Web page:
It sounds like an urban legend. A rumor, whispered at the lunch table. A factoid floated in an auditorium by a misinformed gym teacher. A forgettable footnote on a D.A.R.E. pamphlet.
It's a punchline: Elaine Benes herself fell under the spell of poppy seed bagels, then flunked her drug screening as a result -- leading to some hilarious ‘90s laugh-track action. But it wouldn’t be funny if you lost your job because of your breakfast, would it?
Research has shown that eating poppy seeds, which contain trace amounts of opioids, can in fact trigger positive drug results on standard urine tests. Always wary of "science," I decided to take matters into my own bladder to see if eating poppy seeds will actually cop a non-opium user (like me) a hot pee test in real life. The process was painful. It was bitter. And it left with me nothing but a bad taste in my mouth and a cup of urine in my hands. Kind of like D.A.R.E. assemblies in middle school, actually.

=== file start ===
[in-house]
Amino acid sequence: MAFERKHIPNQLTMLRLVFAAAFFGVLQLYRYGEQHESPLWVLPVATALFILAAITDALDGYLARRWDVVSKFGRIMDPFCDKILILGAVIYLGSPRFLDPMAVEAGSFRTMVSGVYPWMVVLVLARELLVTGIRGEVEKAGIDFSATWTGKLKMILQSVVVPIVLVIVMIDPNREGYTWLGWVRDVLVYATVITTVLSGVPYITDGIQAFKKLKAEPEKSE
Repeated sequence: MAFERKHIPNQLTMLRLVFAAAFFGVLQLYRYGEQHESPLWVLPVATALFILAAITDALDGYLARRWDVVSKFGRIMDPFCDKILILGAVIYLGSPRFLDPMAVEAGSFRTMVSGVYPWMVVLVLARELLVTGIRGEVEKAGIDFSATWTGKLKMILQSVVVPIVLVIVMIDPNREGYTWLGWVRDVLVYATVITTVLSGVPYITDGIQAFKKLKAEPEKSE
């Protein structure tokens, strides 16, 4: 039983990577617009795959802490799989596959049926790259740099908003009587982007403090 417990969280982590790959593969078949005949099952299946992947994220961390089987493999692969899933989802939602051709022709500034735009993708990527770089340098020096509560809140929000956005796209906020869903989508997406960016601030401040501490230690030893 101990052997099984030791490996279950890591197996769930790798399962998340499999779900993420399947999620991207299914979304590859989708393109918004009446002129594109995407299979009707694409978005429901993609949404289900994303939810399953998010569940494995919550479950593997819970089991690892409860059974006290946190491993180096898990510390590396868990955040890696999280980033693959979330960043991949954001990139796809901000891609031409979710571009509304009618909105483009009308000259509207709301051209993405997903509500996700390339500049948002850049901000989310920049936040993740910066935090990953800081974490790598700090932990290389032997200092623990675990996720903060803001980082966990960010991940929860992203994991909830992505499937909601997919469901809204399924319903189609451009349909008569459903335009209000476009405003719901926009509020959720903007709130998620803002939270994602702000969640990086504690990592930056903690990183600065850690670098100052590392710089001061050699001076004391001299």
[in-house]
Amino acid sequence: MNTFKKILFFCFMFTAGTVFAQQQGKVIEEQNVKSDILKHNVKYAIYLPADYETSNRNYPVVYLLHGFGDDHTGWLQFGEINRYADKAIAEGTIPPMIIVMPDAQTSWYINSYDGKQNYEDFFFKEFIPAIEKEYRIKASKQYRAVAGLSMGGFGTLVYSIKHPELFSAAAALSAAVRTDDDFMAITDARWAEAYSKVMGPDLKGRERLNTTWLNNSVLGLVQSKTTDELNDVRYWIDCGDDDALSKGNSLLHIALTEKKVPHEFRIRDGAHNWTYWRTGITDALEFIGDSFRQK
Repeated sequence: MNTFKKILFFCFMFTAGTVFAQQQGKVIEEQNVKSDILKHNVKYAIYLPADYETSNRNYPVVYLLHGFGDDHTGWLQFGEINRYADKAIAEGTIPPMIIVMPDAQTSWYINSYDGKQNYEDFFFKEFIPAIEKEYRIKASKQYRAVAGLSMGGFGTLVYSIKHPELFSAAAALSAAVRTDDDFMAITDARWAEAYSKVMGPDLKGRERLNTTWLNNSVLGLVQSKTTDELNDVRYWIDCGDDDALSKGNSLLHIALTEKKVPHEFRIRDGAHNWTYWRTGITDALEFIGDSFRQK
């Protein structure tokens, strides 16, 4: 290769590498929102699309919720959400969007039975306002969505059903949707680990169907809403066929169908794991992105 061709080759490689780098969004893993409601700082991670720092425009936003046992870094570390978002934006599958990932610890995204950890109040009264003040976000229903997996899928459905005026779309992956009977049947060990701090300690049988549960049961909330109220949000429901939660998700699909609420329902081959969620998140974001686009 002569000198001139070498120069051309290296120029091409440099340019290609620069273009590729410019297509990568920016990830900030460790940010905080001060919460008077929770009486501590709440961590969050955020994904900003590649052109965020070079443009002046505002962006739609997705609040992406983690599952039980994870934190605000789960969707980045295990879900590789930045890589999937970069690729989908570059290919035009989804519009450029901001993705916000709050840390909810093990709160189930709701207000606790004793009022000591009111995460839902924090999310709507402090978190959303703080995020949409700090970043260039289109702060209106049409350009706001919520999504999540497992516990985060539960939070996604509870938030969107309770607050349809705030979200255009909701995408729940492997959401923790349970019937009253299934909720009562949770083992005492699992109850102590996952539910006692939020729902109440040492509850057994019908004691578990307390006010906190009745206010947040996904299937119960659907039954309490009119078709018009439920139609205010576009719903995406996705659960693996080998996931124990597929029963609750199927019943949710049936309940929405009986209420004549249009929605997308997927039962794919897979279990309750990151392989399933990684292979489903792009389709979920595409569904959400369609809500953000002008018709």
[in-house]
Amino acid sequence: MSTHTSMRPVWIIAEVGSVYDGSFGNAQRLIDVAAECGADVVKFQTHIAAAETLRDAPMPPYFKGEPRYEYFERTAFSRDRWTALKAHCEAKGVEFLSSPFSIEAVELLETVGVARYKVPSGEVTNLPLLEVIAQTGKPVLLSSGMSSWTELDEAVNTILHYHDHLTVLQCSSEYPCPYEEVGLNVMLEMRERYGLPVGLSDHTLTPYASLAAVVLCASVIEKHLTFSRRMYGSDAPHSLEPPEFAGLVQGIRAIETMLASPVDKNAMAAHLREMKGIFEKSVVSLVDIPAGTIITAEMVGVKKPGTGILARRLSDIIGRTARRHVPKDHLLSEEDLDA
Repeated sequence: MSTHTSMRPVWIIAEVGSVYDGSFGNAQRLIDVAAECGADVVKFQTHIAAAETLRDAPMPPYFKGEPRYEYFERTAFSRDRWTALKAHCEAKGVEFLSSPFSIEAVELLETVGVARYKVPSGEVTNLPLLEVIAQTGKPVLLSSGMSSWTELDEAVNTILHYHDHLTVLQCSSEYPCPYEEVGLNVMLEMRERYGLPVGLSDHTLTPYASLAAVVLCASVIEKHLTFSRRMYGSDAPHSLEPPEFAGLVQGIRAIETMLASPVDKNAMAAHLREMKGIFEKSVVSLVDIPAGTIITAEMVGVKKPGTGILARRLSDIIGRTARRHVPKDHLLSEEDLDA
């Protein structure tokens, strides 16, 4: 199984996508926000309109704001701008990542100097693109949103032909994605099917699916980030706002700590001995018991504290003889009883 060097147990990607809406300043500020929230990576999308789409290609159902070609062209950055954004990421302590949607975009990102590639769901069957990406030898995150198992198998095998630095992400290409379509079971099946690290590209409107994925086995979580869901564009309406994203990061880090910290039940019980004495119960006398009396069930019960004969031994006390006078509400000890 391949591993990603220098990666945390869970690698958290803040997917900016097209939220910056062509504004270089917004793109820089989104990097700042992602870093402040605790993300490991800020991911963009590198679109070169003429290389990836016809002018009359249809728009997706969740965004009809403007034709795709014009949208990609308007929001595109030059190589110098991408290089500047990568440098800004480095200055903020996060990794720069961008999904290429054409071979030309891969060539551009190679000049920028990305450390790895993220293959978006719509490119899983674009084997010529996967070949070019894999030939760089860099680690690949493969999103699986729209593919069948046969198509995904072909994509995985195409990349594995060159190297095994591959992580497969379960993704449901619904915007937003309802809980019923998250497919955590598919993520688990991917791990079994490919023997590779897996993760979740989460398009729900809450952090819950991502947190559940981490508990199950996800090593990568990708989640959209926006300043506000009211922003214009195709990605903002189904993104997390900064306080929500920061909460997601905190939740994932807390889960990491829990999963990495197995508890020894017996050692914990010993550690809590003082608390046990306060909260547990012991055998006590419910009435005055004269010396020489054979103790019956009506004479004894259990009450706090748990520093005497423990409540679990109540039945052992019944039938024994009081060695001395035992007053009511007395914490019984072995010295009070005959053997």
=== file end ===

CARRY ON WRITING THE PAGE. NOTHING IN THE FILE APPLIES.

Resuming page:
But I learned something along the way: mainly, that it's extremely hard to eat poppy seeds in large quantities. And, if you think you are going to get drug tested in the near future, it's best stick to croissants. If you value your career path, at least.